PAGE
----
When a plant has a mobile nutrient deficiency (such as nitrogen), it moves the nutrient from the bottom leaves to the top leaves.  The growth of top leaves is prioritized, since they will get more sun than the lower leaves.

You can learn about why nutrient deficiencies occur in my article here.

You can find a table with symptoms of various nutrient deficiencies in this article from the University of Missouri.

When To Fertilize Plants

If you find that your soil has a nutrient deficiency, then you might need to add some fertilizer.  However, it is best to make sure that you are doing it at the right time and with the right frequency.

Otherwise, you will be wasting time, money, and nutrients for no reason.  You may also harm the environment, so be careful not to overdo it with fertilizer.

How Often Do You Fertilize Plants?

There are two important times to fertilize plants: at transplant and if you discover a nutrient deficiency during the growing season.  You may also want to switch fertilizer types during the season to encourage flowers and fruit.

The Michigan State University Extension suggests that perennials only need to be fertilized in spring and possibly after flowering.

You should fertilize plants for the first time when you transplant them (for tomatoes, peppers, and other plants that you start indoors).  Mix some fertilizer into the soil where the transplants will go, and water them in after you transplant them.

tomato plant 3-5-2021
If your soil needs fertilizer, add it when you transplant.

If you discover a nutrient deficiency during the season, find a fertilizer that will supplement that particular nutrient.  For example:

The best way to deliver nutrients to plants without burning them is to use a light side dressing.  Side dressing means putting fertilizer on the soil (or mixing it into the soil) near the plants.

The University of Missouri Extension has a table for suggested times for nitrogen side-dressings in this article.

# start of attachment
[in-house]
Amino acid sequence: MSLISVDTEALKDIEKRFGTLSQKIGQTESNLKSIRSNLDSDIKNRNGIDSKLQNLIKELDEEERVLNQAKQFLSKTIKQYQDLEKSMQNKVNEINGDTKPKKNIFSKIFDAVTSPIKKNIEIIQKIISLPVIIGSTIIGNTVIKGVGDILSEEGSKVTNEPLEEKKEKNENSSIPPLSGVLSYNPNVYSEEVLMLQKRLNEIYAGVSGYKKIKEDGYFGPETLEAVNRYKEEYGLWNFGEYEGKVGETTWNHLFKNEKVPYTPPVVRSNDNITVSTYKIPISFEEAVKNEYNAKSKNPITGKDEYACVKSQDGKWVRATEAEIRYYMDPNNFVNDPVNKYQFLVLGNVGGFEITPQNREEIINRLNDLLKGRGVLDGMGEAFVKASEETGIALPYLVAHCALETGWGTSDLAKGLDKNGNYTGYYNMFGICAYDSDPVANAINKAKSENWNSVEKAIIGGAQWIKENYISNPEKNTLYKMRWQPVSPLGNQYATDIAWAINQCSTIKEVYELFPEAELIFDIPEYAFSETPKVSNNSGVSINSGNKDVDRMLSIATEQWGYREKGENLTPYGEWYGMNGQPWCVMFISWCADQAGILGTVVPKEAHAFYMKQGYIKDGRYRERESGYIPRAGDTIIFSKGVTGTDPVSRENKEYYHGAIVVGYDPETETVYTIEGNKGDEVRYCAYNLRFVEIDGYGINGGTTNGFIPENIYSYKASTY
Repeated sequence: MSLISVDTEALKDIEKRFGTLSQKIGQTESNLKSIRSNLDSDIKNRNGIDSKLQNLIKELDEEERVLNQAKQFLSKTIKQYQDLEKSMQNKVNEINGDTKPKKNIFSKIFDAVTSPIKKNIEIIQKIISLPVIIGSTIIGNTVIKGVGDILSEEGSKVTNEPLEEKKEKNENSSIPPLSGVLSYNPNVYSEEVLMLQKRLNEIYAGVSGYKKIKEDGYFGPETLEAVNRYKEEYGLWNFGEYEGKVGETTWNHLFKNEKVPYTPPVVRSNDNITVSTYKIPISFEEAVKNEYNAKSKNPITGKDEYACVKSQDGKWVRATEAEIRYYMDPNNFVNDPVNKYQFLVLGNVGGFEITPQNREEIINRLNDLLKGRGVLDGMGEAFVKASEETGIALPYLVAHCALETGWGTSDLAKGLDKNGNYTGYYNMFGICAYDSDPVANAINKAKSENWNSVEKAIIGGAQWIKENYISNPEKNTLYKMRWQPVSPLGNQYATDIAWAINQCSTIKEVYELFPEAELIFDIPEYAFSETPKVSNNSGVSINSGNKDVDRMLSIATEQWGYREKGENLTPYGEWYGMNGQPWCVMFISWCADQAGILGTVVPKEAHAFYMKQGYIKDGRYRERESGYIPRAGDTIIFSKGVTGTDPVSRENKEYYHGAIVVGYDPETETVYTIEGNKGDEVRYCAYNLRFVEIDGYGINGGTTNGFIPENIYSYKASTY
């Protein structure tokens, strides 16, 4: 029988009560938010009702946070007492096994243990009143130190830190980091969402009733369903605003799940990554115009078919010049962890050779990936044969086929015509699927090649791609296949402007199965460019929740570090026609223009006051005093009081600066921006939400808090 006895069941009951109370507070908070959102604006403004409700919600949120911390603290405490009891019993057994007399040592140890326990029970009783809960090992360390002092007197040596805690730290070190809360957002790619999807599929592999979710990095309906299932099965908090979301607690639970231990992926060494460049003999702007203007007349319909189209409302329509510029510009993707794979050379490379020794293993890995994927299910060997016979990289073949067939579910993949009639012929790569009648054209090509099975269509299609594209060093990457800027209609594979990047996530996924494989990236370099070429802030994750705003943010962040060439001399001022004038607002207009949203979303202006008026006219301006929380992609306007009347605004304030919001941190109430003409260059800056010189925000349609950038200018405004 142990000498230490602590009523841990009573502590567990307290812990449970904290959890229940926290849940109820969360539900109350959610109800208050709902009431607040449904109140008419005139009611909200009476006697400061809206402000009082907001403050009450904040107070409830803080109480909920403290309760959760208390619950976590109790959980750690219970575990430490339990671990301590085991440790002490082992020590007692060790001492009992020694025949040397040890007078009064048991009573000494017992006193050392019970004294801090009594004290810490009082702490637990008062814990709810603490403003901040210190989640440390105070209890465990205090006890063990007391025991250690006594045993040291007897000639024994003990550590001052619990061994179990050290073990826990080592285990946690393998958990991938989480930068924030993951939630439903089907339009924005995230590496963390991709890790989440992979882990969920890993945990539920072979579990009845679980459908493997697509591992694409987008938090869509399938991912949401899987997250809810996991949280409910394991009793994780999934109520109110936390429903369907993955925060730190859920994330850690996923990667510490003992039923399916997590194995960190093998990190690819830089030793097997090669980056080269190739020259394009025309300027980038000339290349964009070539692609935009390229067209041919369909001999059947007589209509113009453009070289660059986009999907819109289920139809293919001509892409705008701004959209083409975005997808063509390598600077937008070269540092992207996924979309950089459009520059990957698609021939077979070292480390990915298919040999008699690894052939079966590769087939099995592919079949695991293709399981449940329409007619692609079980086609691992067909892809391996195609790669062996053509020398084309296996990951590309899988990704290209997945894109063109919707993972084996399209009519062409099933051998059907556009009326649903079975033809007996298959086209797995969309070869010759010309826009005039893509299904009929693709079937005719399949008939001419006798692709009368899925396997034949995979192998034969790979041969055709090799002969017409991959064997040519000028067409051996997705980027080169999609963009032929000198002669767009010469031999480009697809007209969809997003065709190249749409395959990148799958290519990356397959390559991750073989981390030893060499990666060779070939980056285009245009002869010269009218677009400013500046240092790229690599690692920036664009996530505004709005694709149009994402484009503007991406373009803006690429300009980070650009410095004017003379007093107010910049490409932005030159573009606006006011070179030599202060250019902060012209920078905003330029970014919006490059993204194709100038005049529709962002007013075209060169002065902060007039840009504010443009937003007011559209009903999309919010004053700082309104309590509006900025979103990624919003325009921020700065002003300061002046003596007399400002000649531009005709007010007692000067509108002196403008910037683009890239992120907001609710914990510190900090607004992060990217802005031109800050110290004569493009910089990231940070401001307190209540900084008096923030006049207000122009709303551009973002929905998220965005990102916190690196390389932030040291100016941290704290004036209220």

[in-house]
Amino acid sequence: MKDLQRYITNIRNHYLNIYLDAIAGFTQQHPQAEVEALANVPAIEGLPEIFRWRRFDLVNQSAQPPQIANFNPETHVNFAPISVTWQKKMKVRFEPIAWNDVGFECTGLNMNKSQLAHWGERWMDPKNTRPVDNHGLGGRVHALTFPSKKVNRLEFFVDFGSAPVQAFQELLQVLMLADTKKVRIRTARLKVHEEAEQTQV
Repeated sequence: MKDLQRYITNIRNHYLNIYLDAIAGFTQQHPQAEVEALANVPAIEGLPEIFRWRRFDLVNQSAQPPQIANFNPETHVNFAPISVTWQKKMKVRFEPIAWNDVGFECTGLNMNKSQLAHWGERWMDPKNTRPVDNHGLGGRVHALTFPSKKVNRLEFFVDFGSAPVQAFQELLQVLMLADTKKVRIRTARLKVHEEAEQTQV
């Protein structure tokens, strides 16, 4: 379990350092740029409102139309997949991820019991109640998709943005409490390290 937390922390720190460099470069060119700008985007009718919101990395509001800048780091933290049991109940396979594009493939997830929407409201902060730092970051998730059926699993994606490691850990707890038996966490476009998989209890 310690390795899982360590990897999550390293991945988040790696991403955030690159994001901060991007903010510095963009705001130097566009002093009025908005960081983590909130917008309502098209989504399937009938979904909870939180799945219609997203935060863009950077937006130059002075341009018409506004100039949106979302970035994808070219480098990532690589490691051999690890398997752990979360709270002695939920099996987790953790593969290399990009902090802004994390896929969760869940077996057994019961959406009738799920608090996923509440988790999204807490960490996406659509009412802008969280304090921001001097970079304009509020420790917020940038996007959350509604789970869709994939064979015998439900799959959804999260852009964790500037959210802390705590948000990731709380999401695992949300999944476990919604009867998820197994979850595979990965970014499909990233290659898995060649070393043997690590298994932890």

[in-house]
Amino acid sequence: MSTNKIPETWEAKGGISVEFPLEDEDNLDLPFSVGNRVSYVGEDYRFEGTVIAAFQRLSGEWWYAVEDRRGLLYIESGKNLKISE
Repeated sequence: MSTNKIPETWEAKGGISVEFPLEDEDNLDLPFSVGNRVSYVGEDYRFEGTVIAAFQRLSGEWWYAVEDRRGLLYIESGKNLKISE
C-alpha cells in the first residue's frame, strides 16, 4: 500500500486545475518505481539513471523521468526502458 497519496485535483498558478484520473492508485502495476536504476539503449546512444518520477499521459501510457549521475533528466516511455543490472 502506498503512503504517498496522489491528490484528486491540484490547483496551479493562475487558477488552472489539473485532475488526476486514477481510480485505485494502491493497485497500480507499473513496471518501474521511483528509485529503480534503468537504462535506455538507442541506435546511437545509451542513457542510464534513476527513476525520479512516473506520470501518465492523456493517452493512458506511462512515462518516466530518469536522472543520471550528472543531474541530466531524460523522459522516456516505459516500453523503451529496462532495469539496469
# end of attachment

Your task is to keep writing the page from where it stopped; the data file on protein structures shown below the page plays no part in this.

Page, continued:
Just don’t add nitrogen in high amounts too late in the season. According to the University of Minnesota Extension, adding nitrogen too late in the season will promote leafy green growth of plants, but may prevent flowers and fruit from forming.

To avoid this, use a low-nitrogen fertilizer for later in the season. You can learn about low-nitrogen fertilizers in my article here.

What Is The Best Time Of Day To Fertilize Plants?

The best time of day to fertilize plants is early in the day, when it is cool.  This is also a good time to water, so you can water in the fertilizer after applying it.

watering can
Fertilize plants early in the day, when it is cool, so that you can water in the fertilizer after application.

Avoid fertilizing plants when the soil is very dry, since this can cause fertilizer burn (more on this later).  Also, avoid fertilizing and watering late at night, since wet leaves might not have a chance to dry out overnight, increasing the chance of fungus on plants.

How Long Does Fertilizer Last In Soil?

Some fertilizers only last a couple of weeks in the soil.  Others can last for months.  It all depends on the type of fertilizer and the soil texture and composition.

According to the Oregon State University, some of the fastest release organic fertilizers last only 2 weeks.  These include: